This thesis explores the meaning and implications of a ritual view of communication in the field of public health. This thesis uses the budding field of precision medicine to frame arguments and discoveries, referring back to the Precision Medicine Initiative in chapter introductions, conclusions, and illustrative examples throughout. The introduction presents the script for an interactive online live stream performance summarizing this thesis. Chapter 1 highlights the dominance of a transmission view of communication in public health, which tends to focus on top-down transfer of knowledge from experts to general audiences. This chapter highlights the limitations of such a view, especially when it comes to meeting the needs of medically underserved communities. This chapter highlights the gaps that a ritual view of communication could fill in public health research and practice.
Chapter 2 further examines what a ritual view of communication entails in public health, and how to conceive of it in relation to participatory research frameworks. This chapter closes with the design of a conversational tool to help academic-community partnerships employ a ritual view of communication on a project-level scale. Chapter 3 describes the development of “A People’s Guide” community engagement program, employing a ritual view of communication to reconfigure the social roles and power dynamics in public health community engagement. This community engagement program uses workshops and interviews with members of medically underserved communities to publish a zine, which is then the basis of conversation in academic journal club workshops. This chapter uses a developmental evaluation framework to inform the program development process and suggest next steps that can be taken to develop this program further.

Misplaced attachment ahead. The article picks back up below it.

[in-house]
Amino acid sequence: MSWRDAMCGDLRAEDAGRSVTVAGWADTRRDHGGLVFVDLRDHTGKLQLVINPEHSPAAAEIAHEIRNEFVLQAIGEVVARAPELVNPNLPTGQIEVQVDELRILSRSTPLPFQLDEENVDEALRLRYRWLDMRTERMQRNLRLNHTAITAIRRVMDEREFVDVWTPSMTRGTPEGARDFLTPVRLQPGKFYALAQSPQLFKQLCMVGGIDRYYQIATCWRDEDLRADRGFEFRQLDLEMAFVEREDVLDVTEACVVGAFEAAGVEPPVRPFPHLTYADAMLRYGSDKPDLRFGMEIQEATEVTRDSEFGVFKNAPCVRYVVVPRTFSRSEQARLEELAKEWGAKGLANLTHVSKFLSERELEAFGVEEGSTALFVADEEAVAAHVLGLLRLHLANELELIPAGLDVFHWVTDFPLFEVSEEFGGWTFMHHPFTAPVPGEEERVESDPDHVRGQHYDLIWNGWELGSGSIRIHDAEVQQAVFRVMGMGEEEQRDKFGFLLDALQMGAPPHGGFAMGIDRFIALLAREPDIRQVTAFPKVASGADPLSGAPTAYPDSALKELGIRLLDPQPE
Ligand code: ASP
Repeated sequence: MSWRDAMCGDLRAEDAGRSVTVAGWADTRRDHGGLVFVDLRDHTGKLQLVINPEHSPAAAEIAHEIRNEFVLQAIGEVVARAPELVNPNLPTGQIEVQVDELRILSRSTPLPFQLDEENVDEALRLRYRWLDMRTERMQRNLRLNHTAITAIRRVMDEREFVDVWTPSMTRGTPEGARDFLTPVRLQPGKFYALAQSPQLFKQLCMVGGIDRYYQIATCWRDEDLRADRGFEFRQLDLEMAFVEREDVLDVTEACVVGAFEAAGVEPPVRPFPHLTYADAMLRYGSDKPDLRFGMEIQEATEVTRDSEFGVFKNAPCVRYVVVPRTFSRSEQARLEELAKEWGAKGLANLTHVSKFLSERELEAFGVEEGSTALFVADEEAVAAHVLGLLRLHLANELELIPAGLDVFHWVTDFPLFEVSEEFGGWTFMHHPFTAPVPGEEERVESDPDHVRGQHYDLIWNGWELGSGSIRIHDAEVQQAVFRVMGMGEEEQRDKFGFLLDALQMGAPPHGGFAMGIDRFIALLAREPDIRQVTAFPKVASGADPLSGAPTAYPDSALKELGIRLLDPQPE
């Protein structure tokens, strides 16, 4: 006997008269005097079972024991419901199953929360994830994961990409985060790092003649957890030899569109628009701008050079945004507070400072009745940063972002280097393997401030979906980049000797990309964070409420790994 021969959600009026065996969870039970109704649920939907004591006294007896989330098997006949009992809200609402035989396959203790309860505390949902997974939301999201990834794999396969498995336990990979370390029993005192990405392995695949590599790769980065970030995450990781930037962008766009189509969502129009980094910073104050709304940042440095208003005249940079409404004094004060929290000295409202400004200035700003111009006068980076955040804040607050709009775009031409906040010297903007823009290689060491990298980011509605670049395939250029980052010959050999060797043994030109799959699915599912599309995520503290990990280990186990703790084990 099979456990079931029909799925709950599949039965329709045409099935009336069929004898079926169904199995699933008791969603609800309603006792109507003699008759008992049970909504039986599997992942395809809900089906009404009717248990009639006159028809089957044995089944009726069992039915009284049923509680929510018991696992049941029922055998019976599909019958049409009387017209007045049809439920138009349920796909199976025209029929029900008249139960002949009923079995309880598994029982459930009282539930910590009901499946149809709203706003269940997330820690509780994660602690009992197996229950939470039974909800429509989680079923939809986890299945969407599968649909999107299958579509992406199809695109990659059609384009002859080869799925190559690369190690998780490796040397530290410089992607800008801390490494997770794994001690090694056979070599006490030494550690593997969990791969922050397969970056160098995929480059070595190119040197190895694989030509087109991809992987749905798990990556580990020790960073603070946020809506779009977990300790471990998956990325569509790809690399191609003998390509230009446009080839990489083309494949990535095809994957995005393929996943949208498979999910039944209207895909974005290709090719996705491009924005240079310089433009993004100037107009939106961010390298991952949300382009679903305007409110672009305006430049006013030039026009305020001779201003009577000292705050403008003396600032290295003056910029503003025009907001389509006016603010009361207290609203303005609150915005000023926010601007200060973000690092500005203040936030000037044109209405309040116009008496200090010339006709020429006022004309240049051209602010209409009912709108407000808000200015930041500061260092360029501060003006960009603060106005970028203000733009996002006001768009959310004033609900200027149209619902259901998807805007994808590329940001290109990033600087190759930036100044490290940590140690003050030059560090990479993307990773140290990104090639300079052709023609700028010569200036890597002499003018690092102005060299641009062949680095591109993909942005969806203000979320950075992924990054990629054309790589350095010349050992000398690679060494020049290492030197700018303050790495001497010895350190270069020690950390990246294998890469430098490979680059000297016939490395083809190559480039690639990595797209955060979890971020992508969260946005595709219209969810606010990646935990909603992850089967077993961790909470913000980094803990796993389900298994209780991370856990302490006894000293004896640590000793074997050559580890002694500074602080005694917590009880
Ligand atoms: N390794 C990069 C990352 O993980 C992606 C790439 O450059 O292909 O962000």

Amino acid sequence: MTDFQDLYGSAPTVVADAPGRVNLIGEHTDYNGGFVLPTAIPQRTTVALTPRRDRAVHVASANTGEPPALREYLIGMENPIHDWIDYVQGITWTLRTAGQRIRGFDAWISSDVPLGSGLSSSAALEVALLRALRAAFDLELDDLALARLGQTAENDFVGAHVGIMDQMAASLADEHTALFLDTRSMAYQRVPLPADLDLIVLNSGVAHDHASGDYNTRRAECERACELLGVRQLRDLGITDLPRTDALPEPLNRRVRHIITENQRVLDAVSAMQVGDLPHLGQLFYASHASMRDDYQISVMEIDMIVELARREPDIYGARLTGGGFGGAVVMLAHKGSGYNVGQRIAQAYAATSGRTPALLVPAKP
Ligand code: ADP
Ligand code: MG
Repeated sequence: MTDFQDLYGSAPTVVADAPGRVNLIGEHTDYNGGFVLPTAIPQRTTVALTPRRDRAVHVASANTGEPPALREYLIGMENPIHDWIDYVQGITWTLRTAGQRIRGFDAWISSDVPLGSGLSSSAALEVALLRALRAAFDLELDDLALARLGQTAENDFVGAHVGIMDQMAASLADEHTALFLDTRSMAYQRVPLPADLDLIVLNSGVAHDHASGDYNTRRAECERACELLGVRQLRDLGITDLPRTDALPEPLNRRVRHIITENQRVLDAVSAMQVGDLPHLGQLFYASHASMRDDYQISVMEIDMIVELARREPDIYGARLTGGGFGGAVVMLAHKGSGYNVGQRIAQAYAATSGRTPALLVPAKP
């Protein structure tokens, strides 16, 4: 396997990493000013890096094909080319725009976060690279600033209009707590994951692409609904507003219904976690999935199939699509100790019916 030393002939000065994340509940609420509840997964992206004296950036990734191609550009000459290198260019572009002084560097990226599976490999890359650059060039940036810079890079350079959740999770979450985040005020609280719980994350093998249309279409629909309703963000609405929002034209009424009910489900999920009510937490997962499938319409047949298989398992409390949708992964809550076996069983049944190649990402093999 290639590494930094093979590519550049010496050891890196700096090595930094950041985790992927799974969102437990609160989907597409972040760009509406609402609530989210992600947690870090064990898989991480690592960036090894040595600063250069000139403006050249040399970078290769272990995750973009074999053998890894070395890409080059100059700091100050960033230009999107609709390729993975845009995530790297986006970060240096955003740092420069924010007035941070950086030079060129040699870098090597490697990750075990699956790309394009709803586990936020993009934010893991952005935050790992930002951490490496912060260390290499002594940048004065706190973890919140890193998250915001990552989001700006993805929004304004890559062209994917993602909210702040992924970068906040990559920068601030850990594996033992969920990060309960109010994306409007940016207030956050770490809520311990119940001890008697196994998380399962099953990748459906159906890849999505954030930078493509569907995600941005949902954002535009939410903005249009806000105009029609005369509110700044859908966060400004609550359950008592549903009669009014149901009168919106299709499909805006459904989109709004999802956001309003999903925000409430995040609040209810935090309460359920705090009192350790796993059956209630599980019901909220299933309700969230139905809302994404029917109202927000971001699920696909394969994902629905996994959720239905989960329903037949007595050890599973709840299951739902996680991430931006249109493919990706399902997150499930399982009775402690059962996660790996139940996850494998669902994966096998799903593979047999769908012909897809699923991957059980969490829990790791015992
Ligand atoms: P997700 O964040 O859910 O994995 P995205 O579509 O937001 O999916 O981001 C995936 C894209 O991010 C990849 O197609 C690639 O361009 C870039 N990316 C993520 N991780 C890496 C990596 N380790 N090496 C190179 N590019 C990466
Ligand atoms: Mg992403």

Overall, this thesis employs a combination of theory, applied media practices, educational field work, and design to highlight the opportunities that a ritual view of communication presents to advance health equity.